W3C home > Mailing lists > Public > uri@w3.org > October 2009

Re: [Uri-review] ssh URI

From: David Booth <david@dbooth.org>
Date: Wed, 14 Oct 2009 00:20:26 -0400
To: Eliot Lear <lear@cisco.com>
Cc: bob@sporkmonger.com, uri-review@ietf.org, uri@w3.org
Message-Id: <1255494026.25337.3062.camel@dbooth-laptop>
On Tue, 2009-10-13 at 08:10 +0200, Eliot Lear wrote:
> On 10/13/09 6:02 AM, David Booth wrote:
> > Getting a scheme registered is the *easy* part.  The hard part is
> > getting millions of installed clients to implement the special
> > recognition of that scheme.
> >    
> I agree, and I think what you're proposing is interesting along those 
> lines.  I also appreciate your answers to my earlier questions.  Right 
> now we have no guidance or analysis that goes into the associated risks 
> of what you are proposing.  A few examples of things that can and will 
> go wrong with non-participants:
> 1.  A query goes out to a third party, and the site is down or 
> unreachable.  In this case, the non-participant will hang in an 
> unspecified way rather than get a hard error.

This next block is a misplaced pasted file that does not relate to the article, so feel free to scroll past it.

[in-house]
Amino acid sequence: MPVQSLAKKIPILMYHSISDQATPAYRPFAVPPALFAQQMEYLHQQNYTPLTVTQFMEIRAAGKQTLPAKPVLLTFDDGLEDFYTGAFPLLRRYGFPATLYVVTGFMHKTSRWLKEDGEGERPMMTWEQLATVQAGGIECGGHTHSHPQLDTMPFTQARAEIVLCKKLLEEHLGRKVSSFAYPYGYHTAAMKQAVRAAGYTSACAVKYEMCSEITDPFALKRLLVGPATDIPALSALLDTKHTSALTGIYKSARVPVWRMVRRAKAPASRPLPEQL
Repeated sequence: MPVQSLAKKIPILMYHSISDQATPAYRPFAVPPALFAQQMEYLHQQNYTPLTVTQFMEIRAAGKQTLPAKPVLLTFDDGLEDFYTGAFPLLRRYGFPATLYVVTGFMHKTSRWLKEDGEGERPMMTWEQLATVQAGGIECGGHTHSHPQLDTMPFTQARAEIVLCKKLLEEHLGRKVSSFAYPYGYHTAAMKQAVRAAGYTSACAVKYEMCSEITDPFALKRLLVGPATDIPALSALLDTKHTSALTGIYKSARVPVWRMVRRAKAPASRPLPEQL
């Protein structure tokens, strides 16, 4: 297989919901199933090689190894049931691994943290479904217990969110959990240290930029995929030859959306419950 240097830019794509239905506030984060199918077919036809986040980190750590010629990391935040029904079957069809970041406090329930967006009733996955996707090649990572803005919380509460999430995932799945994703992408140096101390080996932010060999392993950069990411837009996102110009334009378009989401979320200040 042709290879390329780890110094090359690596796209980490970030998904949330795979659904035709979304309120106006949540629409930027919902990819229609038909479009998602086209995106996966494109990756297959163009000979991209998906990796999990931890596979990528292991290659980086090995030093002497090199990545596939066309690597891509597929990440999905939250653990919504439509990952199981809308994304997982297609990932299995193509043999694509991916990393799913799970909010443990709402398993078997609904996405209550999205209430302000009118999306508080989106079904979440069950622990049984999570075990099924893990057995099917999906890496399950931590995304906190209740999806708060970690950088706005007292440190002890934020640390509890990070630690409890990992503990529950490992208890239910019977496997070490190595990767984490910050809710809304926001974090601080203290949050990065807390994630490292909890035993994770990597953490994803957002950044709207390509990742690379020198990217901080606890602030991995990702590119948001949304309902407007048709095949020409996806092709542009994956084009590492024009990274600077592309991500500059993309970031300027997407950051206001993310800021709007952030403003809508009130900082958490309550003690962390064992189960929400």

> 2.  A query goes out and the third party has been compromised.  And in 
> this case, the third party is a really attractive target because one can 
> map administrative resources with SSH.  Worse, the client acts on the 
> meta-information in some way, leading to additional compromises.  You're 
> already using redirects.  So what can a bad guy redirect to in order to 
> make things interesting?  Well, he's got a Browser: header.  Perhaps he 
> redirects to an appropriate exploit.

Yes, this is a risk.  But it is a similar risk as for any site that
provides downloadable software.  Ultimately, when offered information
(or software) the user must decide whether to trust it.   But this
doesn't mean that there isn't benefit to offering such information (or
software).  We mustn't throw the baby out with the bath.

> Now to be fair to you, I haven't done the analysis to say, "this is 
> ABSOLUTELY a problem", but nor have I seen an analysis from you that 
> leads me to conclude that this is not a problem.

Likewise, I have not done the analysis to say "this is absolutely NOT a
problem".  But I do think the potential benefits are enough to warrant
more thought.

David Booth, Ph.D.
Cleveland Clinic (contractor)

Opinions expressed herein are those of the author and do not necessarily
reflect those of Cleveland Clinic.
Received on Wednesday, 14 October 2009 04:20:55 UTC

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